Now as you look at those lists, realize what schools are drawing upon that population for allegiance, donations, attendance, and most importantly, recruits. Yes, Indiana has a larger population than Iowa, Wisconsin, Minnesota and Nebraska. But each of those states share an important aspect: they only have one Division 1 caliber program within their borders (disrespect of Iowa State fully realized, intended, and justified). Indiana has three. Even if the population was evenly distributed, that would leave only 1.53 million people as Hoosiers. But, it's not divided evenly, is it? Notre Dame is the national school of the state. If a 16 year old in 1960s Indiana showed a talent for football, it meant more to play at Notre Dame than it did to go to Indiana or Purdue. It still does. Add in the Catholic identity of the school (in a state that has a larger Catholic population than national average) and Indiana is fighting for a distant second place.
Iowa, Wisconsin, and Nebraska have succeeded because they have (for the most part) kept the in-state recruits that they wanted at home, gathered some gems from more fertile recruiting areas, and hired good coaches. But let's be clear. If those three schools had two other D-1 programs splitting their in-state recruits and resources with them, they would not have been as successful. Put Notre Dame in one of those states, and that Big Ten school's history is much different, and much less celebrated. Yes, all of those schools had better coaches than anyone that Indiana has hired. But, if you put Devaney, Osborne, Fry, Evashevski, or Alvarez at Indiana, they wouldn't have won multiple conference championships there. Maybe they would have caught lightning in a bottle like John Pont did in 1967 and like Bill Mallory was so tantalizingly close to doing in 1987. But they would not have been able to fend off Notre Dame (not to mention the poachers from Columbus and Ann Arbor) and establish Indiana as a good program. There is a reason that no coach in the last sixty years has left Indiana with a winning record. History has shown that the numbers just don't add up.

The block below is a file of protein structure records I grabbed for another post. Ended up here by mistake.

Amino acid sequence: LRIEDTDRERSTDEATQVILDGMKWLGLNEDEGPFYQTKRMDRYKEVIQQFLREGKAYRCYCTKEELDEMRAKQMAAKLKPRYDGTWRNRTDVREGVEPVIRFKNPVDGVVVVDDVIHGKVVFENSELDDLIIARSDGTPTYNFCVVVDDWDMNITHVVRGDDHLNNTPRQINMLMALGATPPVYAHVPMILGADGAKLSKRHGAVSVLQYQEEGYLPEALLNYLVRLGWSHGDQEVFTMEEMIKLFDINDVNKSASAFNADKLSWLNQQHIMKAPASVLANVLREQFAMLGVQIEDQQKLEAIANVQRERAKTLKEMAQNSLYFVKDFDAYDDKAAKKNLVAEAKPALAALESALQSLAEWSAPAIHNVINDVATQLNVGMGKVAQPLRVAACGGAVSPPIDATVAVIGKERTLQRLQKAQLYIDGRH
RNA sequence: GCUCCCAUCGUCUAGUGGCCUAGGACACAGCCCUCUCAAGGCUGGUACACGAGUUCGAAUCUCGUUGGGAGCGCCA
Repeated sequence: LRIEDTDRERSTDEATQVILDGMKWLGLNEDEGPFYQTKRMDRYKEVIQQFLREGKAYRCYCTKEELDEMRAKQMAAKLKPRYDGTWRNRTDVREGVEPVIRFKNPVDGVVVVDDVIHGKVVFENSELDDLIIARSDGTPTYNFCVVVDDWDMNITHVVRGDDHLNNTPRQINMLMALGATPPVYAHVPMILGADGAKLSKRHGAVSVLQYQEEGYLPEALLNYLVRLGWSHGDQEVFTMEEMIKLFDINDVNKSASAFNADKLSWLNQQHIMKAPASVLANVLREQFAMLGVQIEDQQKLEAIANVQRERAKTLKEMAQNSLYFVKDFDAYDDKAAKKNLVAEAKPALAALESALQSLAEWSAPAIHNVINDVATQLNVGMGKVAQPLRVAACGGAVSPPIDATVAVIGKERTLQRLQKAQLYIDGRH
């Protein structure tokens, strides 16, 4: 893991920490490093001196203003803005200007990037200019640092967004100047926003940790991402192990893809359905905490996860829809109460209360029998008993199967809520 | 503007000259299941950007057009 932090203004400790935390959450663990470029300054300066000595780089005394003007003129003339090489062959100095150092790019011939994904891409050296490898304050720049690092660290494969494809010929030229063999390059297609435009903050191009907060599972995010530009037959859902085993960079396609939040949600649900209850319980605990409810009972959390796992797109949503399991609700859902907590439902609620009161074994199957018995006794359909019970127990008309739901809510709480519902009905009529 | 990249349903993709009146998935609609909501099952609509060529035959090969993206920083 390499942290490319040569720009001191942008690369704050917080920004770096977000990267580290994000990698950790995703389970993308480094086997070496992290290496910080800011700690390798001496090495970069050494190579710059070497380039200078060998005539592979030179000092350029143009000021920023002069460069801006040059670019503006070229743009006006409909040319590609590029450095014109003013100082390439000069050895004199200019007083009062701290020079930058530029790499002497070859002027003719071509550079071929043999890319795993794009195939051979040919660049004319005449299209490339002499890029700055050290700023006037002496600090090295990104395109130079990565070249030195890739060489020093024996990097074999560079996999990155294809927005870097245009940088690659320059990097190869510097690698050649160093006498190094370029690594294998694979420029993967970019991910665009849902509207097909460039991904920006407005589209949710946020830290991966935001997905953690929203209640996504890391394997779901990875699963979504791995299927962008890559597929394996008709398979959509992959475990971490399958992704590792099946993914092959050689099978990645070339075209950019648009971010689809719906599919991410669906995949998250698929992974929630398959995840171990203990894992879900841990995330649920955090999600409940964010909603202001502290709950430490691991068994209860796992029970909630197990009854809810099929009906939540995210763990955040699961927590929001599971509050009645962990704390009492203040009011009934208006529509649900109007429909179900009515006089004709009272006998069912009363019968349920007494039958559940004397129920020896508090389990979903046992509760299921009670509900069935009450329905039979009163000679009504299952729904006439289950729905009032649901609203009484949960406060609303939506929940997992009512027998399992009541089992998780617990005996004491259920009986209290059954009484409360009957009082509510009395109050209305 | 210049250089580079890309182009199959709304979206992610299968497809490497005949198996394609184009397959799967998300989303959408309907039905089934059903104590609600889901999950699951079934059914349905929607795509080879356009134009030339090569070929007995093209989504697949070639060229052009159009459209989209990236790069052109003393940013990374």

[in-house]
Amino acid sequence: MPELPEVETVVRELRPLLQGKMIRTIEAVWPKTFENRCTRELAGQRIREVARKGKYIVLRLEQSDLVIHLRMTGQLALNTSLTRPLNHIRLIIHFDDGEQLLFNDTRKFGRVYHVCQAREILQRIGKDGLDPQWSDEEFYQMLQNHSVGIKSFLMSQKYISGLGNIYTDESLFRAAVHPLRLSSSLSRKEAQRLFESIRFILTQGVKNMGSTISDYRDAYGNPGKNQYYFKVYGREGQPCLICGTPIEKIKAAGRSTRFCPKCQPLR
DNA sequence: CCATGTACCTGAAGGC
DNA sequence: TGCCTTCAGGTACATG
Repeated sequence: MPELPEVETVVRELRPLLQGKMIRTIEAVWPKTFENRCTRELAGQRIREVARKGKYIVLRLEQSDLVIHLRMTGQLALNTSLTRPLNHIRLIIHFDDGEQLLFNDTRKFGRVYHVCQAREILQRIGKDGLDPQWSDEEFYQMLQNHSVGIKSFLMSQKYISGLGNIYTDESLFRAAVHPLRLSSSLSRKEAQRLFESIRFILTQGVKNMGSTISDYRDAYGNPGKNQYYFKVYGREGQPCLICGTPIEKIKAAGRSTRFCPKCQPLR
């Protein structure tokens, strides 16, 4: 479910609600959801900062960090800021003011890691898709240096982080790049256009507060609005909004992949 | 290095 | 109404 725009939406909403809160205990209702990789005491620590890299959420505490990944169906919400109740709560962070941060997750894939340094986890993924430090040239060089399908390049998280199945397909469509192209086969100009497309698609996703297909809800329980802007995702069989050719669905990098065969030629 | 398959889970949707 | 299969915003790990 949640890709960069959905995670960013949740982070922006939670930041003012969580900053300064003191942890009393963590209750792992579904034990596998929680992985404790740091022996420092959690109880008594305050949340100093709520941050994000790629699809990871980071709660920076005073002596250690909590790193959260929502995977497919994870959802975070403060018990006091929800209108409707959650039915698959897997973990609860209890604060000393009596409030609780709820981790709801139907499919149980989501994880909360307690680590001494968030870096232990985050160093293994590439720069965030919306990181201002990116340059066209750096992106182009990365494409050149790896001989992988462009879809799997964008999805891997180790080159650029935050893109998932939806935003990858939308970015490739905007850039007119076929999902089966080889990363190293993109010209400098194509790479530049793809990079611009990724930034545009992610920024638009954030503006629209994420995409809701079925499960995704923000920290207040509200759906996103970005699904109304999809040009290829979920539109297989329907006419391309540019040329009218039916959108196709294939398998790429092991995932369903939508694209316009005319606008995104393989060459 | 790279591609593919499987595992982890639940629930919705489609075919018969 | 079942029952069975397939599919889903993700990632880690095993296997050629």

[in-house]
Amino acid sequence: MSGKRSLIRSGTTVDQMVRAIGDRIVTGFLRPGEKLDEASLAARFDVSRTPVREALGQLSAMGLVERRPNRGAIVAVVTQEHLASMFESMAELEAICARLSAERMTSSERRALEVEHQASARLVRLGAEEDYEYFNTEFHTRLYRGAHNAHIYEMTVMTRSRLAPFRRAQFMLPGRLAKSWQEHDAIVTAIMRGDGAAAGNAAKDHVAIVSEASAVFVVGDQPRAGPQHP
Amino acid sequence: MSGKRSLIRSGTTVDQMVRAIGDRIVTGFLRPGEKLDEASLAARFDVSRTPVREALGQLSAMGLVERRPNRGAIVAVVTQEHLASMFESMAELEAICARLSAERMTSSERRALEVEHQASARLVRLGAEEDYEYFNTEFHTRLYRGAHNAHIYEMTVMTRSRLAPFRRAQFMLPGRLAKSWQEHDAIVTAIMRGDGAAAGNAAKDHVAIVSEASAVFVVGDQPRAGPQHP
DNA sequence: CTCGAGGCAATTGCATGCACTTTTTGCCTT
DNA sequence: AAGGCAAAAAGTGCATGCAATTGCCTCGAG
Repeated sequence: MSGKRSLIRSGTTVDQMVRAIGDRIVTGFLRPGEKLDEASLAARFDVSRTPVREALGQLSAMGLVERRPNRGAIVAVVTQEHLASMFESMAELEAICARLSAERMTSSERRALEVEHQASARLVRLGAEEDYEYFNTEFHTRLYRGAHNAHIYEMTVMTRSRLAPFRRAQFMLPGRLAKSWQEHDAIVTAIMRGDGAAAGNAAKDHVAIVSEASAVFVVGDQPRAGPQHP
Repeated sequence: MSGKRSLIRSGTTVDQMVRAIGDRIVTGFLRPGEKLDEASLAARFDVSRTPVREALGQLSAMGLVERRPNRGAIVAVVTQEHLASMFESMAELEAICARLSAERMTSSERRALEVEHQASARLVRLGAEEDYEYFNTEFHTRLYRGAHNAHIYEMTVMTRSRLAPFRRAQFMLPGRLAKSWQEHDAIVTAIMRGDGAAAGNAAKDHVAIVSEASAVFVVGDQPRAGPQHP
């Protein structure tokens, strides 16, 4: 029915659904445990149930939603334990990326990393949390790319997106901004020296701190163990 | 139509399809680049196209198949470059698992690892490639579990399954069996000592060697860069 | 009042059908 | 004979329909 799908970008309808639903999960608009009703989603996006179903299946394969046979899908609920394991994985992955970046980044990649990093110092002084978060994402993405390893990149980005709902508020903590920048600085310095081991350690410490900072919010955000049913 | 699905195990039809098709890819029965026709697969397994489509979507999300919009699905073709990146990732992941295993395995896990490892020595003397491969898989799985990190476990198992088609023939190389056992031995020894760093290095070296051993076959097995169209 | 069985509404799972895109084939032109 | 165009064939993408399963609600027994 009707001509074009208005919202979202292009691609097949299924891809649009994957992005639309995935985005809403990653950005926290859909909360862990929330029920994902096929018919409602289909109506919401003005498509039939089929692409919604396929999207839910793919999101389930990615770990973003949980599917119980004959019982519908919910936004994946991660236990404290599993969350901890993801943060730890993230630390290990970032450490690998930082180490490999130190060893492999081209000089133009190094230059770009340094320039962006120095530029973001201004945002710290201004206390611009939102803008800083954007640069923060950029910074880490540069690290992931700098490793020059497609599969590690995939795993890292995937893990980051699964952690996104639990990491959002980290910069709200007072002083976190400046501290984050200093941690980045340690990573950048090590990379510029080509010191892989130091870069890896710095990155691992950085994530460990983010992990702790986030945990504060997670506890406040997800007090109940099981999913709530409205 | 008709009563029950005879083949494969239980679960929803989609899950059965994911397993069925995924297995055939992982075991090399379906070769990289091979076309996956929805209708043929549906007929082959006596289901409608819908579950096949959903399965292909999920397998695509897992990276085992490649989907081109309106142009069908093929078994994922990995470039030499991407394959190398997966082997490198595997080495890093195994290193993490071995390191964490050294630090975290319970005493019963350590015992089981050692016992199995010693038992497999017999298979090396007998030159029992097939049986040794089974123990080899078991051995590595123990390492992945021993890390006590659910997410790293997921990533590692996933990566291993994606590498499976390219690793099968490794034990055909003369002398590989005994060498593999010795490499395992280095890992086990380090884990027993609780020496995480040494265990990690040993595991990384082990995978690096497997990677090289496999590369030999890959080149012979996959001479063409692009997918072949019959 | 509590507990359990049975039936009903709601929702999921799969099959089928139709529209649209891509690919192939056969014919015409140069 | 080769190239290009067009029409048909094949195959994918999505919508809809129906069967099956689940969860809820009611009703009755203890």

5. Dessert: Share your favorite memory involving Indiana football. Bonus points if it does not involve Bill Lynch throwing his chewing gum.
Ted Glover: In 2007, the Hoosiers took a body blow when coach Terry Hoeppner passed away from a brain tumor, but they rallied behind his mantra to "Play 13." To ensure their first bowl appearance since 1993 they needed to beat Purdue in the Old Oaken Bucket game, at home, in front of their first sellout crowd of the season.
In a wild, back-and-forth game, Indiana kicker Austin Starr lined up from the right has, 49 yards away, in a 24-24 game with 30 seconds to play. With Hoeppner's widow Jane watching from the sidelines, Starr's kick went 49 yards and six inches, barely clearing the crossbar.
Jane Hoepnner looked to Heaven for thanks, a pandemonium grenade went off on the Indiana sideline, and it was an emotional moment that makes me love college football in a way that can't be matched by any other sport.
THURSDAY | OTE Potluck
FRIDAY | Keeping the Enemy Close - Rival Blogger Interview